My husband Mike’s father, Condict Moore, died early this morning. It’s a sad time for all who loved and admired him, but he led a rich life of 98 years, filled with a passion for surgery and for family. He and my husband share a wonderful trait, to always be ready to celebrate the important and even the not-so-important events of life. When Mike and I traveled to Louisville to visit his parents, Condict always had champagne chilled (and even better, more expensive champagne that I buy for myself). Happily, his decline at the end was short, and even a few days ago he was coherent and making his own well-thought-out health care decisions. I’ll miss him.
Here’s the weaving link. We came to Maine on Saturday, and I hoped to get a little time to weave on a newly-purchased Hockett loom. I bought it because I didn’t want to worry about airport security taking away the copper-pipe loom I use on non-airplane trips. The test I set for myself was making something coherent out of a jumble of yarn I threw in a bag at the last minute. I chose to try to weave the rocks and water near the Maine house. Here are the real rocks and my just-warped little loom.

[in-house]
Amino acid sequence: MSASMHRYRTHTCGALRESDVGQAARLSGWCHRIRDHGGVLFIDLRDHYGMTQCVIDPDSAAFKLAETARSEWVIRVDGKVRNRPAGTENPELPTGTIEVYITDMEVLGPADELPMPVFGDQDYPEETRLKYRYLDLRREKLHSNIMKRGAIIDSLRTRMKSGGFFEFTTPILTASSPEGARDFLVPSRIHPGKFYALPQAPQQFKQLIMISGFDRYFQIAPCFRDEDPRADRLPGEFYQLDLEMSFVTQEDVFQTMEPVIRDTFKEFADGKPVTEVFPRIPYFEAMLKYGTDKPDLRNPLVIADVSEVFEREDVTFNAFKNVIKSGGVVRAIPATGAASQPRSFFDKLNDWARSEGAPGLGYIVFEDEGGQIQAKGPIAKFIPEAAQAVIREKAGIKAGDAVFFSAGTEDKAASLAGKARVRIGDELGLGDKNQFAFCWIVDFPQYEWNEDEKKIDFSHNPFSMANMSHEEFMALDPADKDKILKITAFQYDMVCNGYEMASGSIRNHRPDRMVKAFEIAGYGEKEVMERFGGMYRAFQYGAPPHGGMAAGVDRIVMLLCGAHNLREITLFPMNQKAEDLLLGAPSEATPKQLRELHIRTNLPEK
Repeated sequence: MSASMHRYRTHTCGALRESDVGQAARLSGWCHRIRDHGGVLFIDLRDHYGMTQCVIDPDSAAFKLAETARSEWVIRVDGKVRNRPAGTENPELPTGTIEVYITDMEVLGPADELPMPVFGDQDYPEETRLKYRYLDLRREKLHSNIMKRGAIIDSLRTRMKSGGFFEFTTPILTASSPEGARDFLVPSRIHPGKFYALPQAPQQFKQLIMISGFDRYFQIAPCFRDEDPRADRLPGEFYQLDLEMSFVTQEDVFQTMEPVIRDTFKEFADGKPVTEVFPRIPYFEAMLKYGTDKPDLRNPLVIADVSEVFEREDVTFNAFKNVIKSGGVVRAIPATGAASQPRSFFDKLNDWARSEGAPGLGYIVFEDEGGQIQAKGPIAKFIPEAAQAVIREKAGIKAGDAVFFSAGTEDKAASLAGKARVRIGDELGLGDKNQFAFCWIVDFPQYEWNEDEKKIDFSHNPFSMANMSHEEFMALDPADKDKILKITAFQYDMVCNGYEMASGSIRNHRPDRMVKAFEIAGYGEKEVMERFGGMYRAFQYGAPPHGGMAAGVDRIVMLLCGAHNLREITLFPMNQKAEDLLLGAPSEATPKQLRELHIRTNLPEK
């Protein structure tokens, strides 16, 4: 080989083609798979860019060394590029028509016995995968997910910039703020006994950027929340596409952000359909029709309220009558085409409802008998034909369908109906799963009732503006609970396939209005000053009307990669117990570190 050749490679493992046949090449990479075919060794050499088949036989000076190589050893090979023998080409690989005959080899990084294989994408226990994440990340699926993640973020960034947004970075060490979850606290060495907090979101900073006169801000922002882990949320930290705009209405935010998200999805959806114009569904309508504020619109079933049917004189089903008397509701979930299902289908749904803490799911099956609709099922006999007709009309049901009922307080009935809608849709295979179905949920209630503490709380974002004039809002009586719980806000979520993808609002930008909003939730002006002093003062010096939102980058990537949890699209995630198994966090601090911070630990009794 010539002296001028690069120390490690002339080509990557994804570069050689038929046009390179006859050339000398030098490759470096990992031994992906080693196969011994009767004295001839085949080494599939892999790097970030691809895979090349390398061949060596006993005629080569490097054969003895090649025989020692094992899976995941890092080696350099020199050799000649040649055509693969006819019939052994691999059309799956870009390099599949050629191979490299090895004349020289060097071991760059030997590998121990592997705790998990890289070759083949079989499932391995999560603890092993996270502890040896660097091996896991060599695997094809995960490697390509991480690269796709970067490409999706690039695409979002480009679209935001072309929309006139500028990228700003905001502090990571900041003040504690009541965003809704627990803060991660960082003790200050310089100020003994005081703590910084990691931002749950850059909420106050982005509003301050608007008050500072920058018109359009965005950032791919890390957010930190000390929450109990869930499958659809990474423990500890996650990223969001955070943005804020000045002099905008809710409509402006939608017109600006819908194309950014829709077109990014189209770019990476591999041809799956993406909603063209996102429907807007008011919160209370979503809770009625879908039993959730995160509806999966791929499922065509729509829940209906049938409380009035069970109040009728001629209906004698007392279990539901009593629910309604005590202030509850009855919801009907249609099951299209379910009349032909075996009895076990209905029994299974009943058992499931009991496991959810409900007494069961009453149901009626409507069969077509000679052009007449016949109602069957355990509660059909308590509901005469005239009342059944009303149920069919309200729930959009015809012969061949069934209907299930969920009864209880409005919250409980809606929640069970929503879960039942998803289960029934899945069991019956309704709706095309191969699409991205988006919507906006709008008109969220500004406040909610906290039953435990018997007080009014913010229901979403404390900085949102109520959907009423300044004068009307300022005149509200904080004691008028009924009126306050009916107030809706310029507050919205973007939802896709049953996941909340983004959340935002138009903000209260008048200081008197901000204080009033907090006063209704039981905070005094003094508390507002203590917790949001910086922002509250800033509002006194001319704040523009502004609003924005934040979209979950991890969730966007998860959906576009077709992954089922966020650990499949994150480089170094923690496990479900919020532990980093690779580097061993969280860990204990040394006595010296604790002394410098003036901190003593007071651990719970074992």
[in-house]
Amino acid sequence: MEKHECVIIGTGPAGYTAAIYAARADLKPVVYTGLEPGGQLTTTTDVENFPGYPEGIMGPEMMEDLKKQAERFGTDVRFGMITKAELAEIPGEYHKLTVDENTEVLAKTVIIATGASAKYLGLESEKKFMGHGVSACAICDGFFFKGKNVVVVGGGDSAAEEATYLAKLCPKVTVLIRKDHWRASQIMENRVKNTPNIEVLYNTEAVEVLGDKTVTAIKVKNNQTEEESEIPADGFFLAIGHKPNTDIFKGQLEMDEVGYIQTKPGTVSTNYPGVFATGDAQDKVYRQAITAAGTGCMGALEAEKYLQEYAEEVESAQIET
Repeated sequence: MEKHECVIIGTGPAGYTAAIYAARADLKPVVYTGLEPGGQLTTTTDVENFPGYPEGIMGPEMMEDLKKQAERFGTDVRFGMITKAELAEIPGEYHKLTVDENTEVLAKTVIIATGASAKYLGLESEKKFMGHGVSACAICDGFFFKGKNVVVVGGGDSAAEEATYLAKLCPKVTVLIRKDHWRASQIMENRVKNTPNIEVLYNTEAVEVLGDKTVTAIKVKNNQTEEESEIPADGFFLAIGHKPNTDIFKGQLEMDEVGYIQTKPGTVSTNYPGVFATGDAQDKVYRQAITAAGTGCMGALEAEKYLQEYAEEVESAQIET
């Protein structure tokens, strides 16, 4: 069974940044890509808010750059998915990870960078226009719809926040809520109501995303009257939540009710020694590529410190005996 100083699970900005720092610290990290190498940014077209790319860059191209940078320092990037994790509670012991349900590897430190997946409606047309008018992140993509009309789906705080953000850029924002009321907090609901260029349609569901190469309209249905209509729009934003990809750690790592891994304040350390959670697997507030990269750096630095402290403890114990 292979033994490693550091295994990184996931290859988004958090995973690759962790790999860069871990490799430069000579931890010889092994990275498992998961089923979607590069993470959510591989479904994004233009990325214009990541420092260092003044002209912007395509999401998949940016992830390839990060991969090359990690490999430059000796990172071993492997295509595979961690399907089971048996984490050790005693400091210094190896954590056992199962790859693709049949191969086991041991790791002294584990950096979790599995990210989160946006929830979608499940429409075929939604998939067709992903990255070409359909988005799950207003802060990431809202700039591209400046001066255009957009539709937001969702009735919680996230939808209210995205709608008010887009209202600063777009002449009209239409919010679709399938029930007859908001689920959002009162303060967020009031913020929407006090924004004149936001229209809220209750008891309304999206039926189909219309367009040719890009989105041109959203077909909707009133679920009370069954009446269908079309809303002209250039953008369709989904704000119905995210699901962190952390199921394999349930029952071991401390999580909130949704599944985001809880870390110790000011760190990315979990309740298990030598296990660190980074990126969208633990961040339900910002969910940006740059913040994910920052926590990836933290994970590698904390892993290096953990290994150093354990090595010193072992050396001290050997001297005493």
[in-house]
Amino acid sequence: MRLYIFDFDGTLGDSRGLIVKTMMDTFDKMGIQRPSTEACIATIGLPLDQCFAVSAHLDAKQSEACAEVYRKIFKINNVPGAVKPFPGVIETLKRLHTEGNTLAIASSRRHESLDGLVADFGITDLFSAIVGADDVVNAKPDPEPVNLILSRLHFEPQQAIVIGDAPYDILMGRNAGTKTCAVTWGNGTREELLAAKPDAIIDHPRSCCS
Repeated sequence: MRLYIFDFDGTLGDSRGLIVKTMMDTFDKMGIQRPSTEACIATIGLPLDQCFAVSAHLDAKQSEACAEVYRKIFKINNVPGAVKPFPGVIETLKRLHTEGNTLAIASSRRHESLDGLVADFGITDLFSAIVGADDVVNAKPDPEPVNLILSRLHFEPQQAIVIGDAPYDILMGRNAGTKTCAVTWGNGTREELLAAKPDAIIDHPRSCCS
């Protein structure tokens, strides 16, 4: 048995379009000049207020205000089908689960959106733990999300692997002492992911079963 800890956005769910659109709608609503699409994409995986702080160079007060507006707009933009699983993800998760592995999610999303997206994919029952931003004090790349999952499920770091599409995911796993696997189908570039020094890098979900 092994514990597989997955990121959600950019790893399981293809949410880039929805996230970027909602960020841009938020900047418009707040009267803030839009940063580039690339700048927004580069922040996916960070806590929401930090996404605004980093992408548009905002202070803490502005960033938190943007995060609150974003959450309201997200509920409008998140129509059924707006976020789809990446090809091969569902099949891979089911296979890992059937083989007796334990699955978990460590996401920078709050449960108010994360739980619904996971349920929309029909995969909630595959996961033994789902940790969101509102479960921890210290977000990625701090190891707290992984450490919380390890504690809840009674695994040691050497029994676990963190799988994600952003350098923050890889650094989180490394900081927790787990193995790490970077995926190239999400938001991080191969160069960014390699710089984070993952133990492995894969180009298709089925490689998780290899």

Here are my comments on the experience. I used some wool warp, and it sagged and stretched out and was awful. The Hockett loom, 5″ x 7,” is just too small. I tried making the rocks look rock-like by using eccentric, diagonal weft. Well, maybe that worked a bit, although my husband said, “Too bed the rocks have to look fuzzy. It’s just a little sketch-weaving, but instructional. It was meaningful because of the emotion-filled days when I wove it.
P.S. Another use for a jumble of yarn in a bag is entertaining granddaughter Madeline on a car trip on a rainy day. She called it knitting, as everything involving yarn or thread is “knitting.” Clearly, she needs instruction.